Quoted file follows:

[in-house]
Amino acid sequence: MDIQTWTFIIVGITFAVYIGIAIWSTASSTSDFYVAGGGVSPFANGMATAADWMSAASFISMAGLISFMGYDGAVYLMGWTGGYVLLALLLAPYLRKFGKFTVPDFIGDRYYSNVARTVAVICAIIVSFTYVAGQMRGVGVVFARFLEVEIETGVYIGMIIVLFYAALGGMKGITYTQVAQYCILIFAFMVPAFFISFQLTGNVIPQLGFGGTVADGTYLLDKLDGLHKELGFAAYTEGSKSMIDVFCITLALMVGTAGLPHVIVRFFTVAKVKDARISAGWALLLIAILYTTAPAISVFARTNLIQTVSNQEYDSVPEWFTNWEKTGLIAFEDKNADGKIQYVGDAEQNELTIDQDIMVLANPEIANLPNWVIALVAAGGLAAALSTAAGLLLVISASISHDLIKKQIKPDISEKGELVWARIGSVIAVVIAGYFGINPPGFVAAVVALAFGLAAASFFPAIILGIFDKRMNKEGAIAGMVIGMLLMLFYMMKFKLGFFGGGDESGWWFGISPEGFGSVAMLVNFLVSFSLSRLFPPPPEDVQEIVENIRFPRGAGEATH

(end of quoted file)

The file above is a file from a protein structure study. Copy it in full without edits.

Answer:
[in-house]
Amino acid sequence: MDIQTWTFIIVGITFAVYIGIAIWSTASSTSDFYVAGGGVSPFANGMATAADWMSAASFISMAGLISFMGYDGAVYLMGWTGGYVLLALLLAPYLRKFGKFTVPDFIGDRYYSNVARTVAVICAIIVSFTYVAGQMRGVGVVFARFLEVEIETGVYIGMIIVLFYAALGGMKGITYTQVAQYCILIFAFMVPAFFISFQLTGNVIPQLGFGGTVADGTYLLDKLDGLHKELGFAAYTEGSKSMIDVFCITLALMVGTAGLPHVIVRFFTVAKVKDARISAGWALLLIAILYTTAPAISVFARTNLIQTVSNQEYDSVPEWFTNWEKTGLIAFEDKNADGKIQYVGDAEQNELTIDQDIMVLANPEIANLPNWVIALVAAGGLAAALSTAAGLLLVISASISHDLIKKQIKPDISEKGELVWARIGSVIAVVIAGYFGINPPGFVAAVVALAFGLAAASFFPAIILGIFDKRMNKEGAIAGMVIGMLLMLFYMMKFKLGFFGGGDESGWWFGISPEGFGSVAMLVNFLVSFSLSRLFPPPPEDVQEIVENIRFPRGAGEATH